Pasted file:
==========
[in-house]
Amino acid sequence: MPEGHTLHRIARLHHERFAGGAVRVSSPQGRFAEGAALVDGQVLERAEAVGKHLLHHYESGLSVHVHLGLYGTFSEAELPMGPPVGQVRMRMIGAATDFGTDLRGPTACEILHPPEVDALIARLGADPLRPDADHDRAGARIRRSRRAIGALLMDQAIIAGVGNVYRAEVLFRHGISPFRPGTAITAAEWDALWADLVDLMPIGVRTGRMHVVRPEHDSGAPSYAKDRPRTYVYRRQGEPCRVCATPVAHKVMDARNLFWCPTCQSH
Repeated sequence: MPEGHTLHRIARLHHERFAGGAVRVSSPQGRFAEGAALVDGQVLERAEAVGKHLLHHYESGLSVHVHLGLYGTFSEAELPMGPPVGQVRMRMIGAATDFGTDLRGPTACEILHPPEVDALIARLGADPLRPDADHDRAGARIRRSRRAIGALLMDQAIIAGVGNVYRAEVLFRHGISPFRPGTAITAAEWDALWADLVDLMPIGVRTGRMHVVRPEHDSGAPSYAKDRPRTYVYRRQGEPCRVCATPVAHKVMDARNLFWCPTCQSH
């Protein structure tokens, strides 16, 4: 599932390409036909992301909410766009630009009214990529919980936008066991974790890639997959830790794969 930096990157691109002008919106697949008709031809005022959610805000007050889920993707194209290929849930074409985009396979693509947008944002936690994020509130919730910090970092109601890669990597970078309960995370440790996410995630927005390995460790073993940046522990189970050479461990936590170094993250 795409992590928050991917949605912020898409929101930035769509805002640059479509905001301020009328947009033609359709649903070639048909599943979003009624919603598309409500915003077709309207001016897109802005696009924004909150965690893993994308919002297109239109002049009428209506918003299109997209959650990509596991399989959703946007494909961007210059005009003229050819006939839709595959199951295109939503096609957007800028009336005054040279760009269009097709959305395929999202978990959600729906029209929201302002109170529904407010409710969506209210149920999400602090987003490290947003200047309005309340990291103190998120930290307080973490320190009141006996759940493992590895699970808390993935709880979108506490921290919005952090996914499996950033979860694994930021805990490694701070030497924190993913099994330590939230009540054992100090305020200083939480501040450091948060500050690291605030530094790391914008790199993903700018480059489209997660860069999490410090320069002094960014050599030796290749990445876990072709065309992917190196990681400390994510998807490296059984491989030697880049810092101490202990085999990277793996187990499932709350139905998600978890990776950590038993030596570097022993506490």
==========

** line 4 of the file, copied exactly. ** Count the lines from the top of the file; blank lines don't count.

């Protein structure tokens, strides 16, 4: 599932390409036909992301909410766009630009009214990529919980936008066991974790890639997959830790794969 930096990157691109002008919106697949008709031809005022959610805000007050889920993707194209290929849930074409985009396979693509947008944002936690994020509130919730910090970092109601890669990597970078309960995370440790996410995630927005390995460790073993940046522990189970050479461990936590170094993250 795409992590928050991917949605912020898409929101930035769509805002640059479509905001301020009328947009033609359709649903070639048909599943979003009624919603598309409500915003077709309207001016897109802005696009924004909150965690893993994308919002297109239109002049009428209506918003299109997209959650990509596991399989959703946007494909961007210059005009003229050819006939839709595959199951295109939503096609957007800028009336005054040279760009269009097709959305395929999202978990959600729906029209929201302002109170529904407010409710969506209210149920999400602090987003490290947003200047309005309340990291103190998120930290307080973490320190009141006996759940493992590895699970808390993935709880979108506490921290919005952090996914499996950033979860694994930021805990490694701070030497924190993913099994330590939230009540054992100090305020200083939480501040450091948060500050690291605030530094790391914008790199993903700018480059489209997660860069999490410090320069002094960014050599030796290749990445876990072709065309992917190196990681400390994510998807490296059984491989030697880049810092101490202990085999990277793996187990499932709350139905998600978890990776950590038993030596570097022993506490």